So we have – I have to check when we’re going to hear back from that, but we have been fairly active with that. So we did, I will say in credit to my staff here in Dublin, while most people were taking the summers off, we were really putting in, burning the midnight oil to one get the grant submissions together and two get a 900 page FDA package together and out to the FDA in the middle of the summer, something which you just don’t see, we have a really small staff here. They’ve really spent a lot of hard work getting everything together and – so we’re going to – we’re hoping to get some positive news on the grants and we are going to be submitting some more in January, but we’re really, we’re really pushing it here. We really are.
All right, thanks. So that’s great information. Appreciate it.
Thank you, Mike.
Our next question comes from the line of Rob Bookbinder with National Securities. Please proceed with your question.
Yes. Hi, Jed, thanks for taking my call. Just on the RA, sounds like that’s what the focus is. What the back and forth with the FDA. Can you maybe draw a timeline for us, like a best case scenario, when you may envision you guys being able to go to trial, maybe the length of the trip, potential trial or anything, any, any sort of a bullet points for us to kind of drawn?
I mean, I appreciate the question. I think that whenever you’re dealing with the FDA, government organization, it’s hard to pinpoint a timeframe. Our ideal scenario is we’d like to have our marching orders and our – are really go ahead plan by the end of the year. I think that is achievable. I hope that’s achievable. I think obviously once the holidays start getting involved it gets a little bit hard, but we are going to be submitting over the next week or so, a full synopsis and our plan. And then it’s in their court, as to how quickly they get back to us.
So we’re doing everything we can on our side to get this done by the end of the year. I don’t want to make a promise that I can’t keep because similar to our court cases, you know, we’re hopeful on Ohio, but within the court’s hands. It’s timing of the same thing, with the FDA will get the synopsis into them, we’re going to get all the documents and the backup that they need. And then it’ll be up to them how quickly they can turn around and give us the sign off or come back with questions and then we can answer those questions. I am hoping for the end of the year.
So we’re going to make every possible effort to get this done by the end of the year, but in the end of the day, we do have to have the FDA cooperated. And so far they’ve been great. I mean, we’ve really – we had the meeting, they made great suggestions in the meeting. I think that, it couldn’t have gone any better in my opinion. And, I’m really excited about the potential. And hopefully, they’ll continue to be as cooperative and it’s helpful if they’ve been to this date.
So it goes, I’ve been really happy with how they treated the process so far. And they’re very excited about the product, because you look at it, one of the major cost to the healthcare system of these biologics. I mean, Humira is doing $20 billion a year, and it just doesn’t work most of the time. It’s somebody who was on Humira, I mean, it just doesn’t work all the time. I’m not on it anymore, because it just doesn’t work. They need an objective not a subjective, if they need an objective test out there, more accurate than Prometheus that, that will show whether or not the macrophage levels are going down. It is the inflammation going down. Is it time to switch treatments or stay on the same treatment, because it’s working.
We are on the verge of offering that to the market, we just have to show the value proposition, which we feel the FDA is very much in line with us on. And then they just have to sign off on it. But I couldn’t say, when they would do it or not, because once again, it’s up to them. I don’t control that timeline. But we are going to do our best on our side to get everything in as soon as they asked for it, if they ask us a question, we’re going to answer it right away.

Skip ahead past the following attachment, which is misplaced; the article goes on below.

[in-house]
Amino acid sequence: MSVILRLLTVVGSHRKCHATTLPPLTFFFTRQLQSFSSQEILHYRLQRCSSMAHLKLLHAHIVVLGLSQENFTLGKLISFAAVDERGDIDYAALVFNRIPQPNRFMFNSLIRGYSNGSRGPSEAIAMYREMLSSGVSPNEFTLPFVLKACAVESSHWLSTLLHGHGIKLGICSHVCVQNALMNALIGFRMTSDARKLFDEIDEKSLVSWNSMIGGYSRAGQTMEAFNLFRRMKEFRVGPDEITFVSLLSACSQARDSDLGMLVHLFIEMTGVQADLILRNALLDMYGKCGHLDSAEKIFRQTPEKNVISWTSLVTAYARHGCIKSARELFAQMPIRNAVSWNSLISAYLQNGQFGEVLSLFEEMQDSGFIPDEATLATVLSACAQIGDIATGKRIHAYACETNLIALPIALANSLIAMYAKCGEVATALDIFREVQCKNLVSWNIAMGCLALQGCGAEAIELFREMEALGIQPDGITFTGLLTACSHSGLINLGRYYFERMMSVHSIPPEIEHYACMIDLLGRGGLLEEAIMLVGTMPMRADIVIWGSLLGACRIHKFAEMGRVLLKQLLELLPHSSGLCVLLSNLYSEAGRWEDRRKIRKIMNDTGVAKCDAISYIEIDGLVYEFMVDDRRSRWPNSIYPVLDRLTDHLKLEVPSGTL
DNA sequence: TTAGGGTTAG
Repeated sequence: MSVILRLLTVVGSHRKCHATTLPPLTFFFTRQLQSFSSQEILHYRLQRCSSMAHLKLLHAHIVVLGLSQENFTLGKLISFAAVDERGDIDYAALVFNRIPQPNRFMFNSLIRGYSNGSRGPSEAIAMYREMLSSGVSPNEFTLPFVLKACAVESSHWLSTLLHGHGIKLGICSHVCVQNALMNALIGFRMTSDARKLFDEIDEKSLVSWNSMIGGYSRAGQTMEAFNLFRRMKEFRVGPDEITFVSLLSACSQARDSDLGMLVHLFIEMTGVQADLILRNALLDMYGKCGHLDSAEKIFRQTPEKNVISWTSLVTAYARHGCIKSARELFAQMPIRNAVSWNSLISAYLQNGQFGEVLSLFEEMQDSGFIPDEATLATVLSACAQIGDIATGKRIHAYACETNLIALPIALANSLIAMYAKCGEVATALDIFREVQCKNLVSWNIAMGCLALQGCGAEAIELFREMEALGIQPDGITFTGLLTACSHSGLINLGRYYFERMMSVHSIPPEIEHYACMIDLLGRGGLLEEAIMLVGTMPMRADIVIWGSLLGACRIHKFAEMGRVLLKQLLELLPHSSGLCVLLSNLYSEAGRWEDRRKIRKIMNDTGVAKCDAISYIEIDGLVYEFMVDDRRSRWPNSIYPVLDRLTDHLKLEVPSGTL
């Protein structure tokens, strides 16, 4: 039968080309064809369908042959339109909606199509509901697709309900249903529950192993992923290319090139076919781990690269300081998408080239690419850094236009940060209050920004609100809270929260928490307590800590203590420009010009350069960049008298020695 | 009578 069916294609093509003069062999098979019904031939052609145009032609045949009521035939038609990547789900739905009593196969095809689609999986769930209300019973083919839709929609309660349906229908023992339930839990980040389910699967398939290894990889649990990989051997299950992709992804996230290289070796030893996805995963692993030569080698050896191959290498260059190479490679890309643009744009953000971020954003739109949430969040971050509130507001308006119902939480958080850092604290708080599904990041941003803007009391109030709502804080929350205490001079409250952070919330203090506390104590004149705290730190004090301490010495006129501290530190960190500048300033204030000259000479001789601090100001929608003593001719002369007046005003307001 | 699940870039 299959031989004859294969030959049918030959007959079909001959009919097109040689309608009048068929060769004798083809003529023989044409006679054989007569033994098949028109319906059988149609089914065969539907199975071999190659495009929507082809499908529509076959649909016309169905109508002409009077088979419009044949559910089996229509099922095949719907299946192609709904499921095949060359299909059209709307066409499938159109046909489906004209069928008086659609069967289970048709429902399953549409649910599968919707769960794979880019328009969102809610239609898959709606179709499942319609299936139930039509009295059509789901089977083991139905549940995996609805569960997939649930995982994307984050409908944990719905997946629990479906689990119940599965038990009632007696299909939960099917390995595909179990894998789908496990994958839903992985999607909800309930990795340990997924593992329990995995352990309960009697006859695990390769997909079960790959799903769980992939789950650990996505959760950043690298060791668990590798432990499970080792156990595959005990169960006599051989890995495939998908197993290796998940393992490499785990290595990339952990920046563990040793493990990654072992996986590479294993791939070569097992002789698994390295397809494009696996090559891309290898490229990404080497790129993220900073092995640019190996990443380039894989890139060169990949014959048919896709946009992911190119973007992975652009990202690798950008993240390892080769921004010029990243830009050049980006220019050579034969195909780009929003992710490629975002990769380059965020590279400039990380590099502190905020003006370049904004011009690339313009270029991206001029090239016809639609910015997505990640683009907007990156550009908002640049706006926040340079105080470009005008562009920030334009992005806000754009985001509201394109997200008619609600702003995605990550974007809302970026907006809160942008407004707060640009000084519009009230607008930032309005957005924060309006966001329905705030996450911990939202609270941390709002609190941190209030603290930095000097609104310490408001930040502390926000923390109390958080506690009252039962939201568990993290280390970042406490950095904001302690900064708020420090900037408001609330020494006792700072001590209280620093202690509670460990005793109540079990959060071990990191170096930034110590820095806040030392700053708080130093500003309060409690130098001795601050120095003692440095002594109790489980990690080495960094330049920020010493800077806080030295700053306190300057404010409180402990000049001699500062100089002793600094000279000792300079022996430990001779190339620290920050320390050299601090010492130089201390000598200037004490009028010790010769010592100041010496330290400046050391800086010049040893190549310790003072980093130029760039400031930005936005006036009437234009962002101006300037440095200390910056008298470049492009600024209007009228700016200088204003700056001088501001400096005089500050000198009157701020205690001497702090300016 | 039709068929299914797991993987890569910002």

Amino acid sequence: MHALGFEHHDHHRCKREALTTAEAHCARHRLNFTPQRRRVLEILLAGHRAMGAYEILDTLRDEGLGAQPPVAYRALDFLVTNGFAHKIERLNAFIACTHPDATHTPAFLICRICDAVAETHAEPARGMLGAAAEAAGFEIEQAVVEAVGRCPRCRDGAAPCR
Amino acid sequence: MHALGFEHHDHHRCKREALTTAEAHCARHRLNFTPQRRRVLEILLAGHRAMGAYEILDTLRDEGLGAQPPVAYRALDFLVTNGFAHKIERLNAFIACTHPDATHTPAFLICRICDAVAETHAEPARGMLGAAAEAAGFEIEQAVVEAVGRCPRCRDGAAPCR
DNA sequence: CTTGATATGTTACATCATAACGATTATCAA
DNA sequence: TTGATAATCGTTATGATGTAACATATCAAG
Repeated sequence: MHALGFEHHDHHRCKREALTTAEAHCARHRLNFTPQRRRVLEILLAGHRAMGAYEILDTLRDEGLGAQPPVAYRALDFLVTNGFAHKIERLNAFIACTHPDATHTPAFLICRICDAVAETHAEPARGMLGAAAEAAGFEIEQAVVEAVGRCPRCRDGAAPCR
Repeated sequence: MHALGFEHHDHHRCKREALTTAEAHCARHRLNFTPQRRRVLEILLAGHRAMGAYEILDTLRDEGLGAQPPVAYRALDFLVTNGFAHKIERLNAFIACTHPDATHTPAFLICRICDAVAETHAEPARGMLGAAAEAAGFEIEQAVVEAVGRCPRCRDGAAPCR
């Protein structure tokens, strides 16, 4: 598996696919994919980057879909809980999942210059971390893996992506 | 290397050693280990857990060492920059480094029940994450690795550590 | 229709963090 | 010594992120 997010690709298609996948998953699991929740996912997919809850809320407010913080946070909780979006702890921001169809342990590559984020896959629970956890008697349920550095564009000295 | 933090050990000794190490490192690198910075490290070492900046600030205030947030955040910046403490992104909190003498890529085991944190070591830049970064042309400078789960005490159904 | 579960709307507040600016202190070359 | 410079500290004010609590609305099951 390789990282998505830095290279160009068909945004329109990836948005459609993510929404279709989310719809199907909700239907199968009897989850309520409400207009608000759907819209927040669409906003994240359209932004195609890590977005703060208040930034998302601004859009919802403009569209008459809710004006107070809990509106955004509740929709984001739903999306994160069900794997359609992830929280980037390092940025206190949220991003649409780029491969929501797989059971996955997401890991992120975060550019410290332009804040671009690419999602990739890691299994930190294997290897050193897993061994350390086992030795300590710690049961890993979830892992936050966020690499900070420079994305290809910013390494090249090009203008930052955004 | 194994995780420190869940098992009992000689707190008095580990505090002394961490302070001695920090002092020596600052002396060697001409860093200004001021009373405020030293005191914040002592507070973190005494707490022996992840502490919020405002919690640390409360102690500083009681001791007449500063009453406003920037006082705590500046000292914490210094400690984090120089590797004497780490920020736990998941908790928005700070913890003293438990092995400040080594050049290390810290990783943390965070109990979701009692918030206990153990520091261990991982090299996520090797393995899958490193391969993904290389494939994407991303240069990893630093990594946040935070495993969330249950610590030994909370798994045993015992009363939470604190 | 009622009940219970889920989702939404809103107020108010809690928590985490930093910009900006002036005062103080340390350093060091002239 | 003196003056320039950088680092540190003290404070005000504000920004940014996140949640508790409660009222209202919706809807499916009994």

Great, thank you.
Thank you. Rob.
Our next question comes from the line of Jacob Notowitz, a Private Investor. Please proceed with your question.
Yes. My question relates to the cash flow of Navidea. So once we do get approval of the trial for the RA. Does Navidea have enough funds on hand to cover the cost of the RA trial or is it going to be required to have a partnership to have that trial?
Jacob, that’s a great question. So we have enough funds to get the trial up and running. And then we would actively be seeking a partnership to bring in the funds to the completion. So we have what it takes to get it going, which is what we need. And then we’re going to seek funds to from a partnership to really bring it to its completion, because there are a few things that we’re going to need to do. I think they’re – once again I said I’m not going to dwell on the past. So I’m just going to look to the future. I think that we’re going to put in place some of the steps that we didn’t do with Lymphoseek with the RA trial and that will require money down the road, but we have enough to get the trial up and running and then we would seek partnership.
Do you have any idea, I mean, you must have an idea, but what the expenses are expected to be like the total cost of the trial over its lifetime.
I have a very extensive model down to the penny, but unfortunately it’s not something that we disclosed. There are very few companies out there ever disclosed what they spend on their trials. You’ll see it in R&D, that’ll be reflected in the income statement on R&D, but very few companies disclose what the trials cost. I will say this, we have several NDAs out there with companies, who have seen the budget as well. But it’s not something I’m going to disclose publicly. It’s a trade secret. My companies don’t willingly disclose what they’re spending per trial. We’ve really optimized it. We’ve gone back and forth and I can tell you had a lot of heated discussions over the model, but this is a massive file that is exceedingly detailed down to the patient test and everything. And so, we are really, really very focused on the cost on this. We’re not going to spend a dollar more than we need to. I do think that overall the trial is projected to be significantly less than what we spent on Lymphoseek, the approval for that. But, it’s not something I’m going to disclose to this juncture.